In this series of monthly articles, I will dive into the topic of expat couples. How do they, as union of two individuals, go through the adaptation phase? What challenges do they face in terms of practical, social and romantic relationship changes? Are there different types of expat couples and what are each of them dealing with? And, of course, how can we make this adaptation phase easier and, for example, help each other to communicate better? In the next months, I am inviting you to explore, identify and empathize with the expatriate journey as a couple.
Different types of expat couples
To begin with, let’s define what an expat couple is and what are the different types?
By expat, I do mean every international and migrant which has moved to a foreign country -whether it is for a job, for a better life or relationship.
By the expat couple, I define it as a union of two people, in which one or both of them are expats in the new country they currently live in. Thus, an expat couple could mean several combinations of cultures and stories of how they became to be called an expat couple.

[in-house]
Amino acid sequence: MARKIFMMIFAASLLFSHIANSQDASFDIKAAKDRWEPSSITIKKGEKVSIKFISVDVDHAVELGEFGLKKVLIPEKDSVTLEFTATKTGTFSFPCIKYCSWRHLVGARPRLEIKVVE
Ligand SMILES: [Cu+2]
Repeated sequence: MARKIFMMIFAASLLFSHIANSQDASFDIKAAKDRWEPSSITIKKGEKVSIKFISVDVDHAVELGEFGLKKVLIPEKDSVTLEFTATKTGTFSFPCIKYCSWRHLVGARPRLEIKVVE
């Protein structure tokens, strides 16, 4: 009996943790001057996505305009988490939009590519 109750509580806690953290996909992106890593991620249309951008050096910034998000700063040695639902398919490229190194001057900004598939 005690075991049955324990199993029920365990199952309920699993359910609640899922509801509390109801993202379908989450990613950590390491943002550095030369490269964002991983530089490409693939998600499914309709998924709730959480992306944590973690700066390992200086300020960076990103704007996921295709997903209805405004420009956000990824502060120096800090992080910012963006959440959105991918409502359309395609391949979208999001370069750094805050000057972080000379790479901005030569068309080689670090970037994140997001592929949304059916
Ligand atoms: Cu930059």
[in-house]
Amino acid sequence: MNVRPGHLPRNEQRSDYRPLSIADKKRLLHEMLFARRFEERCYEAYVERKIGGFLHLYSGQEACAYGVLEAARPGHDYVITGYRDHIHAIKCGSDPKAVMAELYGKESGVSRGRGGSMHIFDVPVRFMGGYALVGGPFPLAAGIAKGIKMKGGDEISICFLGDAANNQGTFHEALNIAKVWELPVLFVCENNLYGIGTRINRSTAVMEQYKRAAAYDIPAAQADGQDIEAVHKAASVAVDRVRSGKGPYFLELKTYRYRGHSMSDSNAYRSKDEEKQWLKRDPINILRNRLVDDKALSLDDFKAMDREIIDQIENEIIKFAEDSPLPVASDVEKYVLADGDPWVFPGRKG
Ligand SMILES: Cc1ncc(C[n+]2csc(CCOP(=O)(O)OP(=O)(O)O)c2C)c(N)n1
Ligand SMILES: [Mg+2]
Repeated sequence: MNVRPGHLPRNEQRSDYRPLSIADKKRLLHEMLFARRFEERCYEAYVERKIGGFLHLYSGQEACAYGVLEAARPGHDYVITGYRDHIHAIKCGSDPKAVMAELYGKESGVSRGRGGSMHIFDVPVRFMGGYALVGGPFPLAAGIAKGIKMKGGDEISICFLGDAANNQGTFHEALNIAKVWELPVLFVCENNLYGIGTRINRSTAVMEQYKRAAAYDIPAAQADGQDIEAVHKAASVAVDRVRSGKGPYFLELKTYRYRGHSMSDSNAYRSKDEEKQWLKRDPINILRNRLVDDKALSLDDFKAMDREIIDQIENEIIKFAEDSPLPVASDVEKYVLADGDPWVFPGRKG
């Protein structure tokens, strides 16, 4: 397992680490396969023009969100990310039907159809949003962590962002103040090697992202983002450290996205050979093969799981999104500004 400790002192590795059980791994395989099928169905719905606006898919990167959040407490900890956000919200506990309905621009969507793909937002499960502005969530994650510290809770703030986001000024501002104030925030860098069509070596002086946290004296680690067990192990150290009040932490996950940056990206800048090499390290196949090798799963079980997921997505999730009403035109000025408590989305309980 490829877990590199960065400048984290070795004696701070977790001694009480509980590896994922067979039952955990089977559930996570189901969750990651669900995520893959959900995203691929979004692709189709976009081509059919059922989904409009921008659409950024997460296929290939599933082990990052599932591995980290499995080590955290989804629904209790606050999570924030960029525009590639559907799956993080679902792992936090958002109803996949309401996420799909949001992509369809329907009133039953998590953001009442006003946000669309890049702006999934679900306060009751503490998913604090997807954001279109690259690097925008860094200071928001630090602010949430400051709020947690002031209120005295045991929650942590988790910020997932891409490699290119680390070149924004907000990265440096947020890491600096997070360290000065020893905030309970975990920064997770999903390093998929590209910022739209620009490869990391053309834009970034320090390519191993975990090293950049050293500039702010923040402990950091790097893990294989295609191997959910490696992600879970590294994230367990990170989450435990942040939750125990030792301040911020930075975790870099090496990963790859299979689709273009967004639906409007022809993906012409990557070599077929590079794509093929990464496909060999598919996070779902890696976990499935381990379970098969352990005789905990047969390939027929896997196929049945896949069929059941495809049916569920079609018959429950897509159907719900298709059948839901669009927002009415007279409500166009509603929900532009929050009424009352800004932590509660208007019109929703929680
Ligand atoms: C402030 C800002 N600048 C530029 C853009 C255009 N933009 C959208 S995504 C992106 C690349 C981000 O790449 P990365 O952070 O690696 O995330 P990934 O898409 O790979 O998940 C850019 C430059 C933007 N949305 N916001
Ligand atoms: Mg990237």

Within each couple’s unique stories, we could distinguish at least four different types, based on their cultural and migration challenges:
- same-culture couple;
- multicultural couple;
- local-foreigner couple; and,
- international in loco
Each of these couples share unique strengths and difficulties that make their experiences very different from the others.
Let’s understand them better.
- Same-culture couple
It is a couple who shares the same cultural background and moved together to a foreign country seeking for better professional opportunities and quality of life.